It was in this capacity he commenced a strong advocacy for the regional owned BCNN to be taken over by the Federal Government of Nigeria. This came to reality in 1978 when the BCNN was merged with NBC to become the Federal Radio Corporation of Nigeria. He became the Zonal Director, FRCN Kaduna, in 1979 and was appointed the Director General of the FRCN in 1985, a position he held until he retired in 1989.
At various times, he served as a member of the Board of Governors of Sokoto Television from 1976 – 1977; Member of the Governing Council, University of Port-Harcourt from 1978 to 1982 and Chairman of The Broadcasting Organisations of Nigeria from 1985 – 1988. After his retirement from Public Service, he served as Chairman of the Daily Times of Nigeria from 1991 to 1992.
Modibbo was one of the pioneers of the executive course of the National Institute for Policy and Strategic Studies, (NIPSS), Kuru, Jos, in 1979, and received the National Honour of Member of the Federal Republic (MFR).
He died in 1993 at the age of 59 years after which a posthumous mark of honour was bestowed on him with the naming of the Headquarters of FRCN Kaduna and the Department of Mass Communication of the Federal Polytechnic Kaduna after him.
Mallam Yaya Abubakar’s broadcasting career began from his Bauchi home state rising to managerial positions at the Nigerian Television Authority Bauchi in the 1980s and NTA Network News in the 1990s. As a broadcast manager and strategist, he was the pioneer chairman of Gombe Media Corporation and Chairman of Board of Trustees of Bauchi State Television (BATV).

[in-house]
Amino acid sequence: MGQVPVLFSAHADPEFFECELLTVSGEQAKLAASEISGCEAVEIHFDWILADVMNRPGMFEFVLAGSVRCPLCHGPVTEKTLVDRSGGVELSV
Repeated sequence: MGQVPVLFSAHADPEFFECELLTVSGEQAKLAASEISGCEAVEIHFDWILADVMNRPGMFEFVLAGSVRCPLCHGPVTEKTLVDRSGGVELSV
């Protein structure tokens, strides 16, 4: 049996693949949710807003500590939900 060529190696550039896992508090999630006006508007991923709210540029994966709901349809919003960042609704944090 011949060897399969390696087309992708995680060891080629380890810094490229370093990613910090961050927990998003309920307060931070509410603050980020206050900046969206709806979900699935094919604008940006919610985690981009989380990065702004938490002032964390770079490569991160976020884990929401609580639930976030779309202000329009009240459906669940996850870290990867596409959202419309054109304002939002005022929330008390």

His rise to national recognition in broadcasting was to come as the Director of News at the NTA Network Centre, Victoria Island, Lagos where he was instrumental to the creation of the flagship Newsline featuring names like Frank Olize, Lola Alakija, Yinka Craig, Emeka Maduegbuna, Tony Ede, among others. Newsline held viewers glued to the screen every Sunday for many years.
The success of Mallam Yaya Abubakar’s tenure at NTA was arguably the fillip to his appointment as pioneer Director General Voice of Nigeria as an autonomous corporation in 1991, when it was carved out from the Federal Radio Corporation of Nigeria, FRCN, where it had existed for decades as the external service.
To accentuate his performance at VON, late Yaya Abubakar initiated the publication the book “The Challenges of External Broadcasting”, in 1994 which till date is a reference and research material for the study of Mass Communication at the tertiary education level.